Be quiet and eat your Wheaties

David Wroblewski is as surprised as anyone by the success of his first novel, The Story of Edgar Sawtelle. Bestselling author Stephen King wrote this about it:

I flat-out loved The Story of Edgar Sawtelle. Dog-lovers in particular will be riveted by this story, because the canine world has never been explored with such imagination or emotional resonance. Yet in the end, this isn't a novel about dogs or heartland America — although it is a deeply American work of literature. It's a novel about the human heart, and the mysteries that live there, understood but impossible to articulate. Yet in the person of Edgar Sawtelle, a mute boy who takes three of his dogs on a brave and dangerous odyssey, Wroblewski does articulate them, and splendidly. I closed the book with that regret readers feel only after experiencing the best stories: It's over, you think, and I won't read another one this good for a long, long time. [Click here to read this and other reviews.]
Here's an excerpt from a PW interview with the author.
PW: Having made such a splash with your debut, are you worried about novel #2, and have you started work on it?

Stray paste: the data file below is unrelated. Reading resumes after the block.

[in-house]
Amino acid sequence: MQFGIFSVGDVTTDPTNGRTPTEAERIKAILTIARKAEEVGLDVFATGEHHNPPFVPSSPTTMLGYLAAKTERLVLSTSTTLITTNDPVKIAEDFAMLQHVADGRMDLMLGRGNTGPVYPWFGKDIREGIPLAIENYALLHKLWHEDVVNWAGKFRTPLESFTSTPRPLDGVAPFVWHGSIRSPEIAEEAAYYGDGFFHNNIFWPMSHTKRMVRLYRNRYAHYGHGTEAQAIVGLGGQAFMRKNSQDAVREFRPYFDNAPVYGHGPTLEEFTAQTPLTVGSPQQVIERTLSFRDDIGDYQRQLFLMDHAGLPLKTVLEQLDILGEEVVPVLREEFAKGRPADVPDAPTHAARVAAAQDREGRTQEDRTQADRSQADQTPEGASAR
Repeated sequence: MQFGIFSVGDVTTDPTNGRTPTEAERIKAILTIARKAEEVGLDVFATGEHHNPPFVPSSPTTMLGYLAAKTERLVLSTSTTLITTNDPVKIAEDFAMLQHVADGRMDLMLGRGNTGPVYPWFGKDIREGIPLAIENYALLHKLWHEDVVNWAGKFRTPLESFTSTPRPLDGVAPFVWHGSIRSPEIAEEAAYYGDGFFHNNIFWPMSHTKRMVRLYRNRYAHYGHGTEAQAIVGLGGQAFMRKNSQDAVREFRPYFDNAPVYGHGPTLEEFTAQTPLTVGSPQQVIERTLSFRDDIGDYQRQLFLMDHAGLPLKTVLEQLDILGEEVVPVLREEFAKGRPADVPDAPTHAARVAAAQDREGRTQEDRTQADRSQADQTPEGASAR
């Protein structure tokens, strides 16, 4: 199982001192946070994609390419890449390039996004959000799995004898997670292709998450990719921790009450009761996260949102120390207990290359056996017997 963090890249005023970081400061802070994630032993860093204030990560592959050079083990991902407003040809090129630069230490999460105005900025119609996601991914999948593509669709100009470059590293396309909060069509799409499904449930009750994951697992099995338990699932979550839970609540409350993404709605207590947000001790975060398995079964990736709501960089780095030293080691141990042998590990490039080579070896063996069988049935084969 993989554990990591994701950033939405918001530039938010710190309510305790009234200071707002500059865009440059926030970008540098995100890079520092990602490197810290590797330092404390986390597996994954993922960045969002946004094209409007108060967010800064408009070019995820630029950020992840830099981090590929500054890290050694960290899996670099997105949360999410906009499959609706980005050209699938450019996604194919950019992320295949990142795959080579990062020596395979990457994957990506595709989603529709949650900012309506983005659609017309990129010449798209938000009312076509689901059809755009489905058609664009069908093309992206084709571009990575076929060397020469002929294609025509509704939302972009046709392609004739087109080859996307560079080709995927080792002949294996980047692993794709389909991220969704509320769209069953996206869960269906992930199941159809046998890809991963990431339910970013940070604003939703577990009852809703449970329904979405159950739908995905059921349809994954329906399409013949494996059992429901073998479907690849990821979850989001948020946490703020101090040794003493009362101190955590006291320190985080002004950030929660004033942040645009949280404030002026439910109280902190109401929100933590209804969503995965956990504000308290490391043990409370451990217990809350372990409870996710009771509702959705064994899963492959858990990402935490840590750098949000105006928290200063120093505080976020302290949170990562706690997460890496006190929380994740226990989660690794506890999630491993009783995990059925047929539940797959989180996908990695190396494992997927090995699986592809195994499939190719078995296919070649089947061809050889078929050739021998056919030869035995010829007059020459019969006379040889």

DW: I’m not worried about the second novel because one of the things I know is that you just have to sit down and do the work. So it’s not like I’m wringing my hands in any way over it. I have a basic story in mind; I have a character that I’m crazy about and I have a set of moments that are perfectly clear to me about what’s going to happen. But it’s in its very early days; it won’t be for a couple of weeks before I get going. But I’m sort of pawing at the ground and I know that you have to get a first draft done before you know what you’ve got. My sense is that I need to be quiet and eat my Wheaties and do the work—and it’s gonna be what it’s gonna be. Basically I’ve no anxiety about living up in any sense to Edgar: it’s going to be a different story and it’ll have its strengths and weaknesses. I think it’s the only way to do it; otherwise you just tie yourself up in knots. I’m 48 years old and I’ve been making software for 30 years in my other career. I know that to get stuff done you sit down and it’s work. I think that’s one of the advantages to having an experience like this a little later in life than when you’re 20. [Click here to read the entire interview.]